Before you lay your first dollar into a new gym – start here.
Start your gym on the right foot by steering far clear of these tried and true mistakes most gym owners make their first go-round.
Almost every mistake seems like a great idea at first.
Missteps are inevitable when opening a new gym, but you don’t have the repeat the mistakes of others. New gym owners can avoid the most common gym mistakes by following the advice of experienced gym owners.
Here, successful gym owners reveal their biggest gym mistakes and offer some hard-earned advice.
“You had the opportunity to get a discount if you just smiled at us.”
Nick Habich, CrossFit Cape Coral
When Nick Habich opened CrossFit Cape Coral in Southwest Florida three years ago he was focused on getting as many members as possible, so he offered discounts to anyone who asked.
After three years Habich realized that although his gym was the biggest in the area, it wasn’t very profitable. “We had so many members, and they were all paying different prices,” he said.
To make matters worse, the member system he used wasn’t screening check-ins.
“We had people paying for three days a week but coming in six or seven days a week,” Habich said, “(and) we had people paying something like 17 different rates.”
Finally in 2018 Habich decided to get things under control. He started using PushPress, which prevents members from checking in if they’ve exceeded their weekly limit, and raised his prices. Then he got rid of every discount, creating two rates: unlimited and three days a week.
Habich kept his military discount, but it’s strictly reserved for active military, not relatives of active military or “someone who met a soldier four years ago,” he said.
Establishing a firm pricing structure in the beginning takes courage and confidence. However, sticking to your guns will result in a more profitable and less chaotic business model in the long run.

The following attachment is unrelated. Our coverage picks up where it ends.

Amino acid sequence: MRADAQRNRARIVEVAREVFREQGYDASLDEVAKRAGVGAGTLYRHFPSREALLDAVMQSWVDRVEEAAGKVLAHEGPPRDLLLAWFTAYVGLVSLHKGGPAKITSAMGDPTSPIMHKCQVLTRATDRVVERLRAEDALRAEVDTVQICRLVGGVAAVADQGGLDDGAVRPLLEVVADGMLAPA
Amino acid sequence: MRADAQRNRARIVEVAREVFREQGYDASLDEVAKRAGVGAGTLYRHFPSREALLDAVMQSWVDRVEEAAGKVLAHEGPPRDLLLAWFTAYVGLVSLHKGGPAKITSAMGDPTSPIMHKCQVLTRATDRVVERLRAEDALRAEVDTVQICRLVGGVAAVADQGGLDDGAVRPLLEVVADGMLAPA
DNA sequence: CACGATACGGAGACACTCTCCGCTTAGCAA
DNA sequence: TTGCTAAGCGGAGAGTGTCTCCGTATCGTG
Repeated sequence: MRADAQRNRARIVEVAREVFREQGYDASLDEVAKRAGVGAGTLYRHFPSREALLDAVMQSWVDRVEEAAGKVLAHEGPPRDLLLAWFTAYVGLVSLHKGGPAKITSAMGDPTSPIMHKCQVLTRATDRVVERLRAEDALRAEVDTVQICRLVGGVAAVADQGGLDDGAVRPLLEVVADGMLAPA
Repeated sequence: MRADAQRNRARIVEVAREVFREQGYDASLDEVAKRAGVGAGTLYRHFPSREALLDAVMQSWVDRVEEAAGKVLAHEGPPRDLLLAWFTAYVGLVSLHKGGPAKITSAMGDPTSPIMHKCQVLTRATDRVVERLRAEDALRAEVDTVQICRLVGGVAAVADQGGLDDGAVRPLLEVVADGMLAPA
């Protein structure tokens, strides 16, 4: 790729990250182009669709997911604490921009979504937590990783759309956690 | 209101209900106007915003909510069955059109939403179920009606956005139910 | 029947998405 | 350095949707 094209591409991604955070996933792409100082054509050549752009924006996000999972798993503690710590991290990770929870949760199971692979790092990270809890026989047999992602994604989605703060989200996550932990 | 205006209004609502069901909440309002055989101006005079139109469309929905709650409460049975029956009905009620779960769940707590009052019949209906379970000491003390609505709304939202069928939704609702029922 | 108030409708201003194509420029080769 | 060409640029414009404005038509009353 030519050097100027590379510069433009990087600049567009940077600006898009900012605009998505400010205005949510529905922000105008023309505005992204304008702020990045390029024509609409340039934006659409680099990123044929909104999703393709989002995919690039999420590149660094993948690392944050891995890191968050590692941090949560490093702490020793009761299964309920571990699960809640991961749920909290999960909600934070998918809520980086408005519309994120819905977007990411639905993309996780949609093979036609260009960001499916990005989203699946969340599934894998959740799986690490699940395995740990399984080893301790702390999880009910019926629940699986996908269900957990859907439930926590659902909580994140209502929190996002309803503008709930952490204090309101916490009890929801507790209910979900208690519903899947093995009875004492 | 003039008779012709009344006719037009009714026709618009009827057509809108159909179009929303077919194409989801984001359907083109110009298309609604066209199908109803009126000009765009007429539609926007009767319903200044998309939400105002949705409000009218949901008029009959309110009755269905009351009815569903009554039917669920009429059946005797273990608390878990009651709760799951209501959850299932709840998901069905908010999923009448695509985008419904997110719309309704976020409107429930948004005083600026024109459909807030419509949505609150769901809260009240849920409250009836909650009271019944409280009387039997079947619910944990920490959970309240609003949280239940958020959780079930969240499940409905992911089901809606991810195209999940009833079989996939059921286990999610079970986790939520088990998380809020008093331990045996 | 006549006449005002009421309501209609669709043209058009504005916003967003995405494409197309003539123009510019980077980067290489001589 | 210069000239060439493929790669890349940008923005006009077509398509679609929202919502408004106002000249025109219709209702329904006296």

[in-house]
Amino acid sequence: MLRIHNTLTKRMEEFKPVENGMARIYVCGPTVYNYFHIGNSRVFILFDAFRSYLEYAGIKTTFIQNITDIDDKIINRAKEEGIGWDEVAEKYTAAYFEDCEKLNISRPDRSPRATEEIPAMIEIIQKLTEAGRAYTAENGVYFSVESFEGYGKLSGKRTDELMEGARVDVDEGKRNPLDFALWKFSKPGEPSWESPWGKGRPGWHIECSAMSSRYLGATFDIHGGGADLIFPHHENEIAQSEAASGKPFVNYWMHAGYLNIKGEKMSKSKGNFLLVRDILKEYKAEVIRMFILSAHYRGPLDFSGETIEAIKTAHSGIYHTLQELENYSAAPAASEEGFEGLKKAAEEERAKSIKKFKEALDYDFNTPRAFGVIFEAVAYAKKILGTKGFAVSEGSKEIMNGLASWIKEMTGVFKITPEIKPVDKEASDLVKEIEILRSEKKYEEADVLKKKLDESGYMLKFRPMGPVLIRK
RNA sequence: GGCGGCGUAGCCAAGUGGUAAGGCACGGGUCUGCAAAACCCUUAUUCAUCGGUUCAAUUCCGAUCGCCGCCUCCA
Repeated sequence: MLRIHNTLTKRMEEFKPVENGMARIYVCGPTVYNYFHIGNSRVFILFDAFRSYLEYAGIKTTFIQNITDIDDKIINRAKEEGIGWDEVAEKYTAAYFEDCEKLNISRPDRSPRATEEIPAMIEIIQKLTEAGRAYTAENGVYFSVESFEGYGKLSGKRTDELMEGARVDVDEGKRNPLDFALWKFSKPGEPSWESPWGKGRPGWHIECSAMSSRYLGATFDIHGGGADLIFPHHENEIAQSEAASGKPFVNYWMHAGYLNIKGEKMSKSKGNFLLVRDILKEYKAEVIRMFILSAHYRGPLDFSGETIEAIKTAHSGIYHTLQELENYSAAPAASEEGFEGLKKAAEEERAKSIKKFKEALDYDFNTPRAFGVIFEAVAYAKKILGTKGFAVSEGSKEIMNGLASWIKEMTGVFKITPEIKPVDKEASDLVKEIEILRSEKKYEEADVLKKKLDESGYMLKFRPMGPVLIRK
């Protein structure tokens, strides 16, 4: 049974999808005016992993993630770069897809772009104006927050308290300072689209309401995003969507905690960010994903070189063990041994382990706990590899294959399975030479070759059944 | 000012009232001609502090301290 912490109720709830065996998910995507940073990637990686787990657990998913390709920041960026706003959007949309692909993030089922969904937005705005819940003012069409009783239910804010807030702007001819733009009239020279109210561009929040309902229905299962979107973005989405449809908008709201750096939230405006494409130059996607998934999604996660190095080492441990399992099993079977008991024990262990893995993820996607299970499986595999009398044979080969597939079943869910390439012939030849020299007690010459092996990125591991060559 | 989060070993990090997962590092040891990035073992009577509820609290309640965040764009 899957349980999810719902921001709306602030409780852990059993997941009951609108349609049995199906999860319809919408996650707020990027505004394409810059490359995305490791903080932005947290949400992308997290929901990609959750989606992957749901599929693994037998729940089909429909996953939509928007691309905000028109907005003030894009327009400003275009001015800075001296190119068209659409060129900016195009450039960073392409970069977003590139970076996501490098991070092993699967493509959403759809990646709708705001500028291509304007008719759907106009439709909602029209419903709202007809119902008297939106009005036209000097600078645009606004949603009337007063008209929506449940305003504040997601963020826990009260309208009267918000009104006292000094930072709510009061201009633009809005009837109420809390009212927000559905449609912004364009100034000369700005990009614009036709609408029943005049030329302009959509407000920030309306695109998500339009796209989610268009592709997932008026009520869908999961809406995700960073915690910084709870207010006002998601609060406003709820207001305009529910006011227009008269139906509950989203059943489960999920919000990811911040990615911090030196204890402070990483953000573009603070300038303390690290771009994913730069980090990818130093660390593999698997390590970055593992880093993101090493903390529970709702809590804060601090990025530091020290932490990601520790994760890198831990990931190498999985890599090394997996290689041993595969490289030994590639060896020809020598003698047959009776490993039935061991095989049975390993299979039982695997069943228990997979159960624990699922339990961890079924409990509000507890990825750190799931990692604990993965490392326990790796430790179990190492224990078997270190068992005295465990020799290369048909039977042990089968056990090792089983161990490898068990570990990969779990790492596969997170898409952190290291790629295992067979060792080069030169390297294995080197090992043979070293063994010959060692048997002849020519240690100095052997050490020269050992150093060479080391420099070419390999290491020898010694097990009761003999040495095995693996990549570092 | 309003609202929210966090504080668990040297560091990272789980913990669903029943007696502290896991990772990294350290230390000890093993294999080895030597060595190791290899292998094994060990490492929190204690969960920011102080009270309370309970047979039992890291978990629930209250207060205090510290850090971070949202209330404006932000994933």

Habich has watched at least six CrossFit affiliates in the area close their doors in the three years he’s owned his gym. The primary cause of their demise? Too much equipment.
These gyms opened up with multiple rowers, assault bikes, and piles of weights. It looked great, but shiny rowers are not what draw people into your gym and keep them coming back.
“We started with like six bars,” Habich said about his gym, “and a couple hundred pounds of weight, four wall balls, and like three kettlebells. We didn’t have rowers until the two-year mark,” he said.
Habich made a point of buying one big piece of equipment at a time, only when he had extra money. Many of his purchases were from nearby gyms closing their doors.
Get the basics, but “don’t buy everything you are ever going to need in the first month,” Habich said. Spread out your purchases and make sure you have the membership to support each new piece of equipment.
“A solid operating agreement helps us avoid debate at each decision, everything is spelled out.”
Mike Vidas, Mathuin Athletics
Mike Vidas opened his first gym in Taiwan with three business partners—and no operating agreement.
“That was my biggest mistake,” Vidas said. “Without an ironclad operating agreement, everything becomes groupthink. You can’t make a decision”.
When Vidas moved his affiliate to southern New Jersey he went into business with his significant other, also the mother of his child, and immediately crafted a 38-page operating agreement.
Vidas says it’s essential to work with an attorney and craft a document that covers every part of the business, from decision making to equity, even if you’re in business with a relative.
“It’s time consuming, but not difficult,” he said, and the effort spent on the agreement will save you time in the long run.
When Vidas moved to New Jersey he didn’t have any connections in the area, so he spent most of his time inside the gym.
“If I were to do it all over again I would still work a 12-hour day, just not in my gym,” Vidas said.
When he was in the gym, Vidas wasn’t meeting people and making connections in his community. Vidas said he wished he’d worked from a coffee shop instead. Another way to meet people in the area is join a group or adult sports league. This year Vidas plans to join a curling team.
“I’m gonna make a run at the 2020 Olympics,” he said, laughing.
One of the hardest things to do as a business owner is change direction. Owning and marketing a business requires perseverance and consistency, but it’s essential to know when to change tactics.
The key is being open to change when your original approach doesn’t work. Mistakes are inevitable; learning from them is not. If you see something that’s not working, don’t dig in your heels and double down. Stop, evaluate, and change course if needed.